Laura M reporting:
Laura Oliver of Let’s Grow Jericho Seed Library led us through a talk May 17 on Lasagna Gardening. Laura, a true local, grew up in Underhill with a family that gardened, raised animals and foraged. These days, she raises her own family on a two acre homestead on Nashville Road, pictured above.
Originally their land consisted of sandy, rocky soil filled with quack grass and weeds. Since embarking on lasagna gardening two years ago, they’ve turned things around; UVM soil testing showed nicely balanced soil that’s rich and fluffy, Laura said.
Lasagna gardening is a layering process for building vibrant, rich garden beds. Fall is the best time to prepare beds so that materials can break down, but spring works too.
Laura described the steps, starting with a ground layer of cardboard or newspaper layers that can be put directly on a lawn, if need be. Then cover with a couple inches of chips or straw, wetting it down.
After that, alternate layers of brown and green. The brown is carbon dominant things like newspaper, wood chips, grass clippings, straw, sawdust. Green is nitrogen dominant; materials like fresh grass clippings, weeds (before they go to seed), kitchen scraps. If it’s spring and you plan to plant directly in it, you need a layer of topsoil or compost before the final layer of mulch on top.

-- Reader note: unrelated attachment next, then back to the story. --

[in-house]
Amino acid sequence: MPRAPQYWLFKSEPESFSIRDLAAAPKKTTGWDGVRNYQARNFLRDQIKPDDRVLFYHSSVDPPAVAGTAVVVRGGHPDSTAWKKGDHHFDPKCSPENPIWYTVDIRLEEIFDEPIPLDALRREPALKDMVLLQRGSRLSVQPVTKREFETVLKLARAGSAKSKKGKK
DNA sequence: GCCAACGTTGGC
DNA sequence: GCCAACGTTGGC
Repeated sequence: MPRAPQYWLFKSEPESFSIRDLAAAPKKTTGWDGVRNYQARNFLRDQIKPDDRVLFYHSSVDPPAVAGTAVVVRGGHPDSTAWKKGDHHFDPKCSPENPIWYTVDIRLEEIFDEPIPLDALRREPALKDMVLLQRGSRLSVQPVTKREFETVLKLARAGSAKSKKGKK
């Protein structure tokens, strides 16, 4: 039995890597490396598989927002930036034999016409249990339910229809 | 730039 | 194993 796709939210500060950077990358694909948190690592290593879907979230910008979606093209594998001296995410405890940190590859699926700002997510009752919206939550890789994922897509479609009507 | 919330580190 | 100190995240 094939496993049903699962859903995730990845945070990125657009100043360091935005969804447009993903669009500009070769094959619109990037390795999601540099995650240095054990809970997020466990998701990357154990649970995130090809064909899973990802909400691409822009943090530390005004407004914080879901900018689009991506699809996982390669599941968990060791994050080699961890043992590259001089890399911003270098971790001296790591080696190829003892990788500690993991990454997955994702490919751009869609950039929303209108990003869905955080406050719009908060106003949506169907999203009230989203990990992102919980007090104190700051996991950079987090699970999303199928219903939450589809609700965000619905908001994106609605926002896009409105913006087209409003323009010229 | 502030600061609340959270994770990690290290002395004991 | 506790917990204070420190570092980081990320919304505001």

The final product may be up to two feet high, but it breaks down, forming a raised bed.
Why do it?
-Can make use of found materials or refuse from neighbors such as leaves or sawdust.
-Need less fertilizer, since you plant directly in compost.
-Supports soil mycelium, which Laura called the “neurological network of nature”
-Soil you create is easy to work; crumbly loose and loamy.
Laura recommended observing soil of the forest floor; pulling up those leaves to observe the white mycelium (can bring some of that rich leaf litter to your garden beds!)
She also recommended cover crops to prevent erosion and carbon oxidation in the veggie beds.
Laura gave an update on Let’s Grow Jericho, where they’re currently organizing a Tool Library, to lend out tools to the community. She said that the Seed Library itself is a great resource for free seeds. It’s also a great way for the community to access and save heirloom seeds. Laura also cited the Abenaki Land Link program, through which she and some neighbors are growing several heirloom, indigenous crops.
Link to meeting:
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